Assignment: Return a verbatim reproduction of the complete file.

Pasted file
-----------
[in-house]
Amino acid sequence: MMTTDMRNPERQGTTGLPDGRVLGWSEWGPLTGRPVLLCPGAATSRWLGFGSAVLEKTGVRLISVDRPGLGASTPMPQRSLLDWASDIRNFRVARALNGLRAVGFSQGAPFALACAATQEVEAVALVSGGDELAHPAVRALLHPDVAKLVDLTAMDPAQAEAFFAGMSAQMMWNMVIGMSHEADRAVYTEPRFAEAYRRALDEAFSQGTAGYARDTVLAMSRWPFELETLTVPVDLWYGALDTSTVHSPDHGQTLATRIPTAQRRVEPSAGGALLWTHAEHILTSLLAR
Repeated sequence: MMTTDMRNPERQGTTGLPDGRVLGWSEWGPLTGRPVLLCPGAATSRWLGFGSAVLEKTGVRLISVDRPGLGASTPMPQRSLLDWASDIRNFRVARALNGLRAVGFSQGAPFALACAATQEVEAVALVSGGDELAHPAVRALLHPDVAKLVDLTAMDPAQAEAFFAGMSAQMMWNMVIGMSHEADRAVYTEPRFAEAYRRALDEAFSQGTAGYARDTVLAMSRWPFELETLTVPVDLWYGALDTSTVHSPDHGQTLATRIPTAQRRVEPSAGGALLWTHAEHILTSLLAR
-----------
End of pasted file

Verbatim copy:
[in-house]
Amino acid sequence: MMTTDMRNPERQGTTGLPDGRVLGWSEWGPLTGRPVLLCPGAATSRWLGFGSAVLEKTGVRLISVDRPGLGASTPMPQRSLLDWASDIRNFRVARALNGLRAVGFSQGAPFALACAATQEVEAVALVSGGDELAHPAVRALLHPDVAKLVDLTAMDPAQAEAFFAGMSAQMMWNMVIGMSHEADRAVYTEPRFAEAYRRALDEAFSQGTAGYARDTVLAMSRWPFELETLTVPVDLWYGALDTSTVHSPDHGQTLATRIPTAQRRVEPSAGGALLWTHAEHILTSLLAR
Repeated sequence: MMTTDMRNPERQGTTGLPDGRVLGWSEWGPLTGRPVLLCPGAATSRWLGFGSAVLEKTGVRLISVDRPGLGASTPMPQRSLLDWASDIRNFRVARALNGLRAVGFSQGAPFALACAATQEVEAVALVSGGDELAHPAVRALLHPDVAKLVDLTAMDPAQAEAFFAGMSAQMMWNMVIGMSHEADRAVYTEPRFAEAYRRALDEAFSQGTAGYARDTVLAMSRWPFELETLTVPVDLWYGALDTSTVHSPDHGQTLATRIPTAQRRVEPSAGGALLWTHAEHILTSLLAR